Tag Archives: technology

“You Can Always Go to a Startup”

“You can always go to a startup.” Job seekers in the Bay Area hear this refrain, especially from people with no experience of startups (or tech, or the Bay Area). Startups are seen as the sexy option. Some startup employees even dismiss those who stay in “safe” jobs at bigcos: “You must lack the guts Read More…

“You can always go to a startup.” Job seekers in the Bay Area hear this refrain, especially from people with no experience of startups (or tech, or the Bay Area). Startups are seen as the sexy option. Some startup employees even dismiss those who stay in “safe” jobs at bigcos: “You must lack the guts or the talent to be out on the tech frontier, boldly disrupting the establishment!”

Easy for you to say. For many of us, working for a startup is not a realistic option. Not because we lack guts or talent (many of us have worked at startups before) but because most startup jobs are – by design – suited only to a very particular demographic. This limits employment prospects for the many who are not part of that group, but it also hurts the startups themselves.

If you’re a startup founder, you may think you don’t care about this particular problem, but you should.

The Lifecycle Barrier

I am not (for the moment) talking about the sexism and racism rampant in tech today. These are real problems and I in no way dismiss them, but there’s another barrier to job mobility, one that sooner or later everyone may face. I’m referring to the human lifecycle which, for many of us, looks like this:

  1. childhood
  2. college
  3. relationships / marriage
  4. babies
  5. kids growing up
  6. kids in college/empty nest
  7. retirement

For the first phase or two of this cycle, we usually have others providing for us. From phase three, we start providing for others, including our future retired selves.

The financial onus of a traditional middle-class family lifestyle today is staggering, more so in real estate markets like the Bay Area. People with families need decent salaries, good benefits, and humane hours: basic working conditions that are not met by most startup jobs.

The Trouble with Startups

Startups tend to offer lower salaries and skimpier benefits*,  while expecting long working weeks. As an employee, you are asked to invest a lot of time and brainpower in a venture which is extremely unlikely to pay off for you. The bait is lottery odds of getting rich on stock options, or a (usually illusive) sense of participation in “changing the world”.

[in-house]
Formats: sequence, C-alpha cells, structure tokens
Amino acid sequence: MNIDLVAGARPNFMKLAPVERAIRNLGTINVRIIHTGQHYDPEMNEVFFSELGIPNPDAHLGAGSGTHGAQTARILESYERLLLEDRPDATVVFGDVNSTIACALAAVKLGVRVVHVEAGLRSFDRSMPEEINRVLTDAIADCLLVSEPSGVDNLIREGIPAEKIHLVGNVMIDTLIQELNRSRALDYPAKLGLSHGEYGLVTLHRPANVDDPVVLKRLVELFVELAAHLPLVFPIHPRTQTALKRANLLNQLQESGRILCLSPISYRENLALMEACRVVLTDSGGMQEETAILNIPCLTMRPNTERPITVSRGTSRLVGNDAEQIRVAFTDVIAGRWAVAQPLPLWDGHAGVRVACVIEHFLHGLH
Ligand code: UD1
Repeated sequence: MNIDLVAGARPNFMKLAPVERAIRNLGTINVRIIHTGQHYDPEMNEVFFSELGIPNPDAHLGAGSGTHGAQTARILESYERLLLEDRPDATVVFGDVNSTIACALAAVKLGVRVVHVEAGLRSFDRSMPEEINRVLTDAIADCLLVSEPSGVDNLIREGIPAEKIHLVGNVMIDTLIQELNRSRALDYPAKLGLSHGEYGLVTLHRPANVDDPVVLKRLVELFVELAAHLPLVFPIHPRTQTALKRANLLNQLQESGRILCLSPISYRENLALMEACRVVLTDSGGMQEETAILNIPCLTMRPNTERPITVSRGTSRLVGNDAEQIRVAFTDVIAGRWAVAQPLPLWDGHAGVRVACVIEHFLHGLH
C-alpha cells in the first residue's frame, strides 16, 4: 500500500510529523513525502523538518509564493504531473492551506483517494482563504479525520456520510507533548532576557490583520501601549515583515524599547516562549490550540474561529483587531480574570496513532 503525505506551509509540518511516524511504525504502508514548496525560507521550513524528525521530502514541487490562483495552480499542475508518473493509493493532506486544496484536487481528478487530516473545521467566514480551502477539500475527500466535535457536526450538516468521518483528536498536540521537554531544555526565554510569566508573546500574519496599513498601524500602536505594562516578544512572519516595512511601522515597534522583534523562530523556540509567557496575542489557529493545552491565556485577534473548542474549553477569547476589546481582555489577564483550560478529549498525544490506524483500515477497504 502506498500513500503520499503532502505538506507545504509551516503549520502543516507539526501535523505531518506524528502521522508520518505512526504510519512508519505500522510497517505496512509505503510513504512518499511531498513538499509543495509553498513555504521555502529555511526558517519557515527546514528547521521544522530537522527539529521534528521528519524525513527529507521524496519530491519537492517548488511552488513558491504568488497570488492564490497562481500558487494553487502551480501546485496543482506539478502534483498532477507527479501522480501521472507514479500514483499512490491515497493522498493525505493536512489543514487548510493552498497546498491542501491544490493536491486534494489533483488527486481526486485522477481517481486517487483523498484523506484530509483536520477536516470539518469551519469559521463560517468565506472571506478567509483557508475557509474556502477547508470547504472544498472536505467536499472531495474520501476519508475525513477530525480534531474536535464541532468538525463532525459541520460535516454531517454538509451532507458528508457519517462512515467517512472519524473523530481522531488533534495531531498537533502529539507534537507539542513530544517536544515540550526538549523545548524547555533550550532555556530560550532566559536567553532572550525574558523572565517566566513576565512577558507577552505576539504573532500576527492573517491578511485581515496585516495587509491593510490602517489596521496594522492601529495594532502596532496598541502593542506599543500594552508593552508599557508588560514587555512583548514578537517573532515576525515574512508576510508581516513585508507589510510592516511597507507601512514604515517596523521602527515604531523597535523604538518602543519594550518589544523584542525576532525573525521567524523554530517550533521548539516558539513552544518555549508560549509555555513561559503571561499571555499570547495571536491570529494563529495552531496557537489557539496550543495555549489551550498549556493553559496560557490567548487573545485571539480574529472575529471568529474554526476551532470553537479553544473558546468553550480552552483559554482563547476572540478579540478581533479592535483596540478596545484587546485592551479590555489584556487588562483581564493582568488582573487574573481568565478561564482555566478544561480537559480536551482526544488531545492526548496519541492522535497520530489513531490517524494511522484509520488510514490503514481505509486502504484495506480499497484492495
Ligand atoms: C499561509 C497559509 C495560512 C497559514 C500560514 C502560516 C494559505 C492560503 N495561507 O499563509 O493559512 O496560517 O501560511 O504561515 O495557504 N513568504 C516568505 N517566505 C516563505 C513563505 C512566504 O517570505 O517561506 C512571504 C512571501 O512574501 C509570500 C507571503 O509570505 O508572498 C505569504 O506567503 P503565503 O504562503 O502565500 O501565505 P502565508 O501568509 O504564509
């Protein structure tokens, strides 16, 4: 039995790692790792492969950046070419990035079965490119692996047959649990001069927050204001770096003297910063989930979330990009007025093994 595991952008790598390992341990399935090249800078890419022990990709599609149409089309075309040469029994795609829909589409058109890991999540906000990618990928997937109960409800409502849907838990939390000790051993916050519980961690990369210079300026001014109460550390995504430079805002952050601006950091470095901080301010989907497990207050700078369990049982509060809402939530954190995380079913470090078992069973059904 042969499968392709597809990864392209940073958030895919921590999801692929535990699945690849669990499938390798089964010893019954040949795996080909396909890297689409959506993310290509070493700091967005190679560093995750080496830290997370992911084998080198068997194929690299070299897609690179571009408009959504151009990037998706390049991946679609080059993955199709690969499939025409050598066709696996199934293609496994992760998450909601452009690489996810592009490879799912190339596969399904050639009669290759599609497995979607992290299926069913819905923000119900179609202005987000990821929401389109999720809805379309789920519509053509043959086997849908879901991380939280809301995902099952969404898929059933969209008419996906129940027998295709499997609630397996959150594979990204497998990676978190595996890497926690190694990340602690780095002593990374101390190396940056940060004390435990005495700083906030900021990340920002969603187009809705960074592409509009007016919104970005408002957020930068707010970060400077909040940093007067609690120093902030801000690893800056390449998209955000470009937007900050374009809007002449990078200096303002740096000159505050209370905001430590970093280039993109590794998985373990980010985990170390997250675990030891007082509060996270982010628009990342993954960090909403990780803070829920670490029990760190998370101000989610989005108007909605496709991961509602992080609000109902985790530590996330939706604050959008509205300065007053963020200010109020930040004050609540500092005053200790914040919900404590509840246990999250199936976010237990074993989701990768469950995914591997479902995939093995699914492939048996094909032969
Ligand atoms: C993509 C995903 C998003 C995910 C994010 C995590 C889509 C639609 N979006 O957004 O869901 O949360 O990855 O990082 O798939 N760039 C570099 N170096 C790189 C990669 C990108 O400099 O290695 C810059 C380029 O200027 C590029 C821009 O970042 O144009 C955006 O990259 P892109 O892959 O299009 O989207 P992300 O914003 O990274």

It’s tempting to believe that startups and the VCs who fund them rely on the naïveté of young techies to fill these jobs. Regardless, most older employees can’t follow a startup dream even if we’d like to: we simply can’t afford the financial risk while we have responsibilities to provide for others. This is what I call the lifecycle barrier.

The lifecycle barrier is not exactly the same as ageism. It is possible to be older and less encumbered – e.g. divorced, kids grown, retirement funds safely socked away. But then ageism does come into play: many startups and VCs won’t even look at older people anyway.

Why You Need Lifecycle Diversity in Your Startup

The lifecycle problem harms startups in at least two critical ways.

First, it reduces the pool of candidates available for hire by startups. There’s huge demand for young people willing to work (and be compensated) startup-style, and every company is competing for a limited pool of such. Hence the increasingly strained attempts to stand out in cheap perks like free lunches, designer coffee, and employee drinkups.

Even if you manage to hire all the bright young things you want, you’ll still be missing something: your team will lack the perspective that diversity brings. The kind of perspective that comes with different cultures and experiences, sexes and sexualities, and just plain years of life and work. If the intended users of your products include any demographic other than young techies, you’re at far greater risk of failing (with a company, a product, or a feature) through lack of life experience and the broader empathy that such experience brings. You risk death by groupthink.

And then… young employees do get older, and eventually start to care about mortgages and school districts. If your financial model relies on your staff working 80 hours a week for relatively low wages, you may be sitting on a time bomb: can you cash out before key employees leave because they can no longer afford to work on your terms?

Fixing the Problem

If you’re a founder or investor, what could you change? What could you do to attract the diverse range of employees that your startup needs?

It probably requires rethinking your financial model and compensation structure, and thinking about what it means to be a desirable employer to a broad range of people. It requires thinking about company culture and how it is expressed, and whether yours is welcoming to more people than the stereotypical [young, male] startup employee. Myself and various middle-aged friends have had the experience of walking into a startup office and thinking: “I would not fit in here. Nor would I even want to.” Does this describe your company? Fix that.

So here’s a challenge: Think you’re a disruptor? Prove it. Start by disrupting the startup employment model. A whole bunch of smart, capable potential employees will be watching. And you might even persuade some of us to come work for you.


PS

As for me, I now work for Ericsson, arguably the most multinational company in the world, which keeps the long-term welfare of its employees very much in mind. People who join Ericsson tend not to leave.